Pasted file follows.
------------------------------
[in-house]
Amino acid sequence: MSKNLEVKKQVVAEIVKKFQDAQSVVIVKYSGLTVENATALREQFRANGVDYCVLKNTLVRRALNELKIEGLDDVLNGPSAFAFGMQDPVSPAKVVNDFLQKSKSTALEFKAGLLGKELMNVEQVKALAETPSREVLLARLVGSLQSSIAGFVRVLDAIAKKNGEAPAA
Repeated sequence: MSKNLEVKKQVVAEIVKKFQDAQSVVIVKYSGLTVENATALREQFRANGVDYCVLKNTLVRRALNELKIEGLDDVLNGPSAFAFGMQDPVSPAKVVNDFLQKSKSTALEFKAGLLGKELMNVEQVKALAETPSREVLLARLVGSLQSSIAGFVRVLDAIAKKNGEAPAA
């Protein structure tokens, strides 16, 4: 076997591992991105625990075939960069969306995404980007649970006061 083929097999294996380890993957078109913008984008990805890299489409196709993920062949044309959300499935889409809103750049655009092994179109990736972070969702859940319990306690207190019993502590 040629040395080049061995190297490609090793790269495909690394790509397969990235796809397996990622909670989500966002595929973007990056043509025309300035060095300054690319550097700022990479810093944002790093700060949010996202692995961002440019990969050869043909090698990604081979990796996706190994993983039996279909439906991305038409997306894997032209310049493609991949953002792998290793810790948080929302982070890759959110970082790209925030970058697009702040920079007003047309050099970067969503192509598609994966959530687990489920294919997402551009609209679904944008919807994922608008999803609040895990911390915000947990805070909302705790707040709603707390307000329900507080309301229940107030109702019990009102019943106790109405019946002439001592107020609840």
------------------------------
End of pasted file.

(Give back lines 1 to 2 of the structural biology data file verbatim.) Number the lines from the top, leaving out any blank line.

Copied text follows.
[in-house]
Amino acid sequence: MSKNLEVKKQVVAEIVKKFQDAQSVVIVKYSGLTVENATALREQFRANGVDYCVLKNTLVRRALNELKIEGLDDVLNGPSAFAFGMQDPVSPAKVVNDFLQKSKSTALEFKAGLLGKELMNVEQVKALAETPSREVLLARLVGSLQSSIAGFVRVLDAIAKKNGEAPAA